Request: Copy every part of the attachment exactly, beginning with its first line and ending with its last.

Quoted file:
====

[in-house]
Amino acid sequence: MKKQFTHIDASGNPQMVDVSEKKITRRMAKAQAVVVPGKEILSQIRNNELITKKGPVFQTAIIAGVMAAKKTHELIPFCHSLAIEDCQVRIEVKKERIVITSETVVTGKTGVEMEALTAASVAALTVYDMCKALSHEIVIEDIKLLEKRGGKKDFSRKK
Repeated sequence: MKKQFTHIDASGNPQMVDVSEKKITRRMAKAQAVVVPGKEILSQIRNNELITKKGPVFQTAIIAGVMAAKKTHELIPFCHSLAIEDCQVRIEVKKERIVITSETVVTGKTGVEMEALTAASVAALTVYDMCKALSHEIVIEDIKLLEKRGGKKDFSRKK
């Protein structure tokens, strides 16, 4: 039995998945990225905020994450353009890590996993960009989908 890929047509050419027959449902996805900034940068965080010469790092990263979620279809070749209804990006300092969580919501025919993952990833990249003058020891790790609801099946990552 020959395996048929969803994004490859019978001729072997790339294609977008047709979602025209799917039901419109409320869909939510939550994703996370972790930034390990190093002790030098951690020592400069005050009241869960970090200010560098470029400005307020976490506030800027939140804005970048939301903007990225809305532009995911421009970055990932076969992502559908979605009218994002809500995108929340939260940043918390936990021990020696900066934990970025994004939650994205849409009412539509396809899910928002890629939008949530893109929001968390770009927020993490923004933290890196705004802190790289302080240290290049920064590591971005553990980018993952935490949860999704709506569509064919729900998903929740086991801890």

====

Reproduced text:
[in-house]
Amino acid sequence: MKKQFTHIDASGNPQMVDVSEKKITRRMAKAQAVVVPGKEILSQIRNNELITKKGPVFQTAIIAGVMAAKKTHELIPFCHSLAIEDCQVRIEVKKERIVITSETVVTGKTGVEMEALTAASVAALTVYDMCKALSHEIVIEDIKLLEKRGGKKDFSRKK
Repeated sequence: MKKQFTHIDASGNPQMVDVSEKKITRRMAKAQAVVVPGKEILSQIRNNELITKKGPVFQTAIIAGVMAAKKTHELIPFCHSLAIEDCQVRIEVKKERIVITSETVVTGKTGVEMEALTAASVAALTVYDMCKALSHEIVIEDIKLLEKRGGKKDFSRKK
């Protein structure tokens, strides 16, 4: 039995998945990225905020994450353009890590996993960009989908 890929047509050419027959449902996805900034940068965080010469790092990263979620279809070749209804990006300092969580919501025919993952990833990249003058020891790790609801099946990552 020959395996048929969803994004490859019978001729072997790339294609977008047709979602025209799917039901419109409320869909939510939550994703996370972790930034390990190093002790030098951690020592400069005050009241869960970090200010560098470029400005307020976490506030800027939140804005970048939301903007990225809305532009995911421009970055990932076969992502559908979605009218994002809500995108929340939260940043918390936990021990020696900066934990970025994004939650994205849409009412539509396809899910928002890629939008949530893109929001968390770009927020993490923004933290890196705004802190790289302080240290290049920064590591971005553990980018993952935490949860999704709506569509064919729900998903929740086991801890």